Keys to Success also offered a series of sessions on robots.  About 40 students and families met with the National Society of Black Engineers from the University of Idaho.  In the first session, they learned science and math to create working robots.  The second session, they made a more advanced robots.

“We encourage students to ask questions when they feel unsure.  Much of what we do is confidence building to prepare people for the future, to give them options,” said Fannie, a 1972 graduate of Texas College in Tyler, Tex., in physical education and biology.

After earning a master’s degree in health and physical education at Texas A and M in Commerce, Tex., she taught a year Kansas City, Kans., public schools, five years at Texas College and three years in Tyler before moving to Spokane 26 years ago with her husband, Ivan.

In Spokane, Fannie, the mother of three daughters—Shayla, Ivy and Oceana—taught at seven schools in grades four to six, before coming to Adams and Regal.

Seeking friends when she moved here with no relatives in the area, she joined the Spokane chapter of The Links, Inc., which formed in 1978 with 20 members.   It is one of 276 chapters nationwide.

Nationally, Links was formed in 1946 in Philadelphia by women needing companionship and friendship, because many of their spouses had been in World War II.  As their friendships grew, the women decided to do something in their communities.  The mission of The Links is both friendship and community service. 

Over the years, the Spokane chapter has donated books about African Americans to the East Central library.  Now it is distributing those books to other library branches.  The Links also sponsors The Ebony Fashion Fair at Northern Quest Casino to support scholarships and fund its programs.

Locally, Fannie said The Links, Inc., also provides scholarships to help students attend college and pay for books, clothes, transportation and other expenses.  Along with the funds, members offer students emotional support.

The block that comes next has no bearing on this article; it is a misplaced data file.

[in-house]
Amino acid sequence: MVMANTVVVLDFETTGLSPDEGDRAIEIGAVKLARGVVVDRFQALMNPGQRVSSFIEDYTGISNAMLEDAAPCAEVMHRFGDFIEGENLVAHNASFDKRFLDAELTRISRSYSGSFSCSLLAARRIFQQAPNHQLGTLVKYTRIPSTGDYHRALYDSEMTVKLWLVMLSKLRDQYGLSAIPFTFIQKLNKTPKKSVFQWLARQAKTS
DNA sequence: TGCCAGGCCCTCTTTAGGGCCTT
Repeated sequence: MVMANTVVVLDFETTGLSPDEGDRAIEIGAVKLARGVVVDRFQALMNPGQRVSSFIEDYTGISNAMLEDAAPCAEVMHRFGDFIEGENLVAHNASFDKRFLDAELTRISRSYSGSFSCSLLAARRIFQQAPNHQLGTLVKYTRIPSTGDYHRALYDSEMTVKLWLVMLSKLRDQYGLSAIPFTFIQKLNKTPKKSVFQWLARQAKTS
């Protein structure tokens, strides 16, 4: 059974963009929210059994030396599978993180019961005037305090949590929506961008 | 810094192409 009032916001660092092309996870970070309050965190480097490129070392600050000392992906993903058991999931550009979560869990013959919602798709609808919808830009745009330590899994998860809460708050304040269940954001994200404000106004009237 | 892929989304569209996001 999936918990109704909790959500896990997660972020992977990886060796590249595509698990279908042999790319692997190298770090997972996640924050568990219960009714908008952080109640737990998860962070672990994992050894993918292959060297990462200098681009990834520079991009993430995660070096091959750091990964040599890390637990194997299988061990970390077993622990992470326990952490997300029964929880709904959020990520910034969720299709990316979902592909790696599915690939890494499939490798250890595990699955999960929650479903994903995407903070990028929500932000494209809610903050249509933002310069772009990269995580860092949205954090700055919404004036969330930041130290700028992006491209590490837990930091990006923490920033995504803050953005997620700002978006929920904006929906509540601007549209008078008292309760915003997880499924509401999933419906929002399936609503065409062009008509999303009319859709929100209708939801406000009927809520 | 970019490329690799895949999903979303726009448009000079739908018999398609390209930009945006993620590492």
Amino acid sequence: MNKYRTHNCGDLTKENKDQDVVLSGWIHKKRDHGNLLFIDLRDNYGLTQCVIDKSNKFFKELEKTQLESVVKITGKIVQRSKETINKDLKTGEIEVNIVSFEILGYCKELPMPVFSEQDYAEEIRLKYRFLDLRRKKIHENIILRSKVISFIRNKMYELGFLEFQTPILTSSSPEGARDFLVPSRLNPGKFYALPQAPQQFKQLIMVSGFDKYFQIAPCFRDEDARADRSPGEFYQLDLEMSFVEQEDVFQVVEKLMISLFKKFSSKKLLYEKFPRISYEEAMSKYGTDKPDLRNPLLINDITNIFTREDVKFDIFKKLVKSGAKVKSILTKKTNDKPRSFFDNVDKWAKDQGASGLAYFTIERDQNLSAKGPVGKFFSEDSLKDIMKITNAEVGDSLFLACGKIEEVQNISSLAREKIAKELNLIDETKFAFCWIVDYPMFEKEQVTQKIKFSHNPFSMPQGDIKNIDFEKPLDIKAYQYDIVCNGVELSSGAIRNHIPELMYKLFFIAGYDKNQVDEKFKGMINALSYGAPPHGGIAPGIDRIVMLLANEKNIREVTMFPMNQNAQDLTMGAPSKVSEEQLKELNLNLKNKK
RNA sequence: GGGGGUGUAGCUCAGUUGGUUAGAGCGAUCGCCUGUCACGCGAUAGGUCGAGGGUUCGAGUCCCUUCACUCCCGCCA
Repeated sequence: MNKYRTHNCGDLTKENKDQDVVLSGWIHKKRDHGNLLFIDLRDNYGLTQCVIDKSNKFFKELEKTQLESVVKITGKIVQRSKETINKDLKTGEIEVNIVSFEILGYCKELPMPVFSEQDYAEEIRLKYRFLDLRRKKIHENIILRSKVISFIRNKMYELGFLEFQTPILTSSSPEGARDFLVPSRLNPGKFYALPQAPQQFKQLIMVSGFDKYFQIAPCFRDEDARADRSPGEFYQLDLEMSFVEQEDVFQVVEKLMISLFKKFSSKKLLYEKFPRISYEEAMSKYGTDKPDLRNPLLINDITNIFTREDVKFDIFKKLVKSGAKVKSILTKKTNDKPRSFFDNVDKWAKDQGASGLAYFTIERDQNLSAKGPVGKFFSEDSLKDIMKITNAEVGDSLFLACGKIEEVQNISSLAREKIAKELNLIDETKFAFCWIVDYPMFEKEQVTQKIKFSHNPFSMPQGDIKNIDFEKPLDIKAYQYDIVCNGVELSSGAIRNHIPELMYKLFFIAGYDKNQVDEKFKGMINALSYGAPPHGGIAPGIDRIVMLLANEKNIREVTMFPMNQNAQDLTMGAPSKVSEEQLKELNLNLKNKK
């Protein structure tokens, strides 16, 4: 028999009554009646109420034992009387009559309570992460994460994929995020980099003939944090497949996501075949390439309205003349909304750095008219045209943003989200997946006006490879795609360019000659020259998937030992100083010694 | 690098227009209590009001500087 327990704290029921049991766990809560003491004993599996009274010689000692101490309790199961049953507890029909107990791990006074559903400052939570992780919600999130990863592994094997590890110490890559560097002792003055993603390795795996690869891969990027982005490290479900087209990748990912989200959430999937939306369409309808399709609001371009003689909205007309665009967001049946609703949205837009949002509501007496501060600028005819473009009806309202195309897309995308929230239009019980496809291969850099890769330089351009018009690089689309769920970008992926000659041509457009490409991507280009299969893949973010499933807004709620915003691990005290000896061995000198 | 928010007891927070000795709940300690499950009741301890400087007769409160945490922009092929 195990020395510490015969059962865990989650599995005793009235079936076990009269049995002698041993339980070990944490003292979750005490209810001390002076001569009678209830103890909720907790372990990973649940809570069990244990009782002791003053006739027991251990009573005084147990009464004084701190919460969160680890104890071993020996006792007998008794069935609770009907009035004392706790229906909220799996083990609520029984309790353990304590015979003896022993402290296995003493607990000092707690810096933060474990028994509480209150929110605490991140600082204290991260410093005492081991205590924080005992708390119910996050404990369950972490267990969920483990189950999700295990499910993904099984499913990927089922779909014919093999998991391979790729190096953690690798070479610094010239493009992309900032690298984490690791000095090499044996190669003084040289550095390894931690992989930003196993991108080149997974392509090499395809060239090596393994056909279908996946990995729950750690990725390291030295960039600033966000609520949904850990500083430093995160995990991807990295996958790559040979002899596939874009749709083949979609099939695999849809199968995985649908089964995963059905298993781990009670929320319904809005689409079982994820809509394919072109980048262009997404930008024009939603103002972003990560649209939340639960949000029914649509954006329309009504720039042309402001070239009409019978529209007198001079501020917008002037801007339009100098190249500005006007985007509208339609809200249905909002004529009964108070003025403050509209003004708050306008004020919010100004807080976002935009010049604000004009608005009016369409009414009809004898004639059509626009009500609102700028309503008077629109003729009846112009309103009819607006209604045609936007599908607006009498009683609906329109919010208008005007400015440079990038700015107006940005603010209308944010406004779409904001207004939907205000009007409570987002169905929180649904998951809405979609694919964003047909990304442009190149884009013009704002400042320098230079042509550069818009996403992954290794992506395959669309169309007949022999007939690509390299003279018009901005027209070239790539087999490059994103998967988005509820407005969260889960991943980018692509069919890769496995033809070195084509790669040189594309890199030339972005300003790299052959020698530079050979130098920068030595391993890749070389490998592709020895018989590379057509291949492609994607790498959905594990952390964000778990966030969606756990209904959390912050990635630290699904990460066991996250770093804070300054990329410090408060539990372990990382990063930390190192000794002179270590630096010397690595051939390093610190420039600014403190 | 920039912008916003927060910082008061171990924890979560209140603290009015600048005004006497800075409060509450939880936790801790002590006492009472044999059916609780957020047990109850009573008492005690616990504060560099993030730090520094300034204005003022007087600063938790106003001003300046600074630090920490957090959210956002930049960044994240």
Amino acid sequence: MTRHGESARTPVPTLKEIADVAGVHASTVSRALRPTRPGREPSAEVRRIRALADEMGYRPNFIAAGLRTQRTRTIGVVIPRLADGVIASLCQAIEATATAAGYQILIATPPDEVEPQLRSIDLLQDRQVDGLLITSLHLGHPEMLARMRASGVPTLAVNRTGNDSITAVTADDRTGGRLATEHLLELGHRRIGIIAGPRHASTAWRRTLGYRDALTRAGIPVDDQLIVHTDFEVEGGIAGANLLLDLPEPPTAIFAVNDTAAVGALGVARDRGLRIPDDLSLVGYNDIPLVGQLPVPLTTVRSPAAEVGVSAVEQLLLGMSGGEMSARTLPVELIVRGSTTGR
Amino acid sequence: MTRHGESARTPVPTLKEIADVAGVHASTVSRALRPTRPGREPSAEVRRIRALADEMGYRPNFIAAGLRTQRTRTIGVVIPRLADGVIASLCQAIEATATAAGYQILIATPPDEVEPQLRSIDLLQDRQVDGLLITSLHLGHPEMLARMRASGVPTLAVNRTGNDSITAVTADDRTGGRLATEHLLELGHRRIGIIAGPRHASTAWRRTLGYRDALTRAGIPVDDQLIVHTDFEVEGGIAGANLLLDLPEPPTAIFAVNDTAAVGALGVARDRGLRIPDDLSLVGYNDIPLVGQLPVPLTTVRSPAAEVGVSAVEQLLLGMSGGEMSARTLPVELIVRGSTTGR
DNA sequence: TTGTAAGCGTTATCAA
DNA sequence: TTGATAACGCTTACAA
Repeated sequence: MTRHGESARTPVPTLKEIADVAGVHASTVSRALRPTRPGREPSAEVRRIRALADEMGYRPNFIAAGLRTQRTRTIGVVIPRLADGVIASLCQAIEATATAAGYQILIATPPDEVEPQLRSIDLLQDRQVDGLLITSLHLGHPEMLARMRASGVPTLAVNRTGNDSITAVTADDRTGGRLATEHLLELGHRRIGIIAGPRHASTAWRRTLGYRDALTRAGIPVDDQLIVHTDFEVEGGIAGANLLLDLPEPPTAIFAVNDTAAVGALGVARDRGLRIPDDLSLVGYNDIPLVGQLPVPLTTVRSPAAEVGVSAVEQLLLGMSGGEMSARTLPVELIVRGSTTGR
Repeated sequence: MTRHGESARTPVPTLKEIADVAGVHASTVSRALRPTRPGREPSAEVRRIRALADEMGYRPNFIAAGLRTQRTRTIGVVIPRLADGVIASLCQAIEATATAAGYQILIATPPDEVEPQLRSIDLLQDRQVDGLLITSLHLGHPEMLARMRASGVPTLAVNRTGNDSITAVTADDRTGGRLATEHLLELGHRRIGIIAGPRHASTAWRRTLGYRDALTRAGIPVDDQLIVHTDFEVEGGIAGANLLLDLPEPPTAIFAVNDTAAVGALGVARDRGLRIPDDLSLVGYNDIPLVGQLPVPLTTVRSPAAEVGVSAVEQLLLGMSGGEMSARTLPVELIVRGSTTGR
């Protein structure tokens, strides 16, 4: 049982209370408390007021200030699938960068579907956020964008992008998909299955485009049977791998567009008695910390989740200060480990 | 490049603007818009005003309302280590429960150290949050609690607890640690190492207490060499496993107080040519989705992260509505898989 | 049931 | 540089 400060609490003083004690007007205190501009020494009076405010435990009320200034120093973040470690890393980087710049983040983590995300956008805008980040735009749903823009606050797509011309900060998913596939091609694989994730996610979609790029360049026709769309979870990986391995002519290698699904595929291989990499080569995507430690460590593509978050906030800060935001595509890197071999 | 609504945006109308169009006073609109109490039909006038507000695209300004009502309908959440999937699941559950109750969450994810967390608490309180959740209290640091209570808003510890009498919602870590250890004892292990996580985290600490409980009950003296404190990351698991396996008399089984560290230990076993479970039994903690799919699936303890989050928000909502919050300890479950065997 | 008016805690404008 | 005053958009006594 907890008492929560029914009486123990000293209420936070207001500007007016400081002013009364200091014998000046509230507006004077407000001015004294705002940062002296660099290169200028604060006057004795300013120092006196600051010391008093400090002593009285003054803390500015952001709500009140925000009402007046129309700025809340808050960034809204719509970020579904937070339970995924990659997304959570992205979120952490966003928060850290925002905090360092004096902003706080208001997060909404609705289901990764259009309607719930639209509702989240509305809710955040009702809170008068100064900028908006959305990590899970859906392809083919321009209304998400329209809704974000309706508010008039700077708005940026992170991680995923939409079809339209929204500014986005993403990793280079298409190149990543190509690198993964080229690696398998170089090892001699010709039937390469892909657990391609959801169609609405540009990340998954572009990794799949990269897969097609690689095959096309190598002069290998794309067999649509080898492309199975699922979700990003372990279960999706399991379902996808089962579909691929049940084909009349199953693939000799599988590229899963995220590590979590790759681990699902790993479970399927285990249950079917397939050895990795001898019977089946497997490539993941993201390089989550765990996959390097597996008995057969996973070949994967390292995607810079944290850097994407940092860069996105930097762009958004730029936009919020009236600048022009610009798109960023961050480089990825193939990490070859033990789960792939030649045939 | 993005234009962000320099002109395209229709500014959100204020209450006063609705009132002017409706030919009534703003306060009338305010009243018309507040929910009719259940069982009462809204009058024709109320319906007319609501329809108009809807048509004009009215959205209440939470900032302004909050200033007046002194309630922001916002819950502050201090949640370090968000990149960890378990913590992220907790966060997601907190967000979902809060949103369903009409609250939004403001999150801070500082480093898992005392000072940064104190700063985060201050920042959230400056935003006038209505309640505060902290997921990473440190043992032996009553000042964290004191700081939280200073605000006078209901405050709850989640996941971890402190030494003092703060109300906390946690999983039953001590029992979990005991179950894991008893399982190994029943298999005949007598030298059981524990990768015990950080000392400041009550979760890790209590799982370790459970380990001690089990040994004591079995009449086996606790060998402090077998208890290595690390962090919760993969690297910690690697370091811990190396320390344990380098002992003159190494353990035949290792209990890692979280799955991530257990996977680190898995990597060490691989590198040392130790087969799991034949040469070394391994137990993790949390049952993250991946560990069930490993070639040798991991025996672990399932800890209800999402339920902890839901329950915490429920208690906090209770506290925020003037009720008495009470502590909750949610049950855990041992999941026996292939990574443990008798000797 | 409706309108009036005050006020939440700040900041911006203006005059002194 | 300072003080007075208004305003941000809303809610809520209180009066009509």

In the process, she said the organization has helped her.

“I want to give back what it has given to me by supporting and giving an extra boost to students,” said Fannie, a member at Morning Star Baptist Church. 

“My faith calls me to help other people reach their potential, go beyond it and stretch it,” she said. 

“Faith helps us persist and have the courage to carry on,” she added.

To help students in her classes understand their role in their own fitness, health, nutrition and education, Fannie offers them ways to help them discern and develop habits that will benefit them throughout their lives.

To involve her students, she has them fill out activity logs at home, recording when they take a walk, give someone a hug or smile or help prepare a meal.  They write down what they eat and what other activities they do alone or with their families.

The challenge is to have students understand how changing their habits will affect them long term, she said.

Although she started teaching as a physical education teacher, she values the focus on fitness. 

It eliminates the emphasis on competition, so all children are included in sports and fitness activities in elementary school, she said.

Fannie teaches each of her 483 students in 30-minute classes twice each week.  Teaching so many students so little time, she is committed to knowing each student’s name and something about them to express her caring.

“Children need to belong, to be recognized and valued,” she said of teaching, family life and Keys to Success.

For information, call 534-9071 or email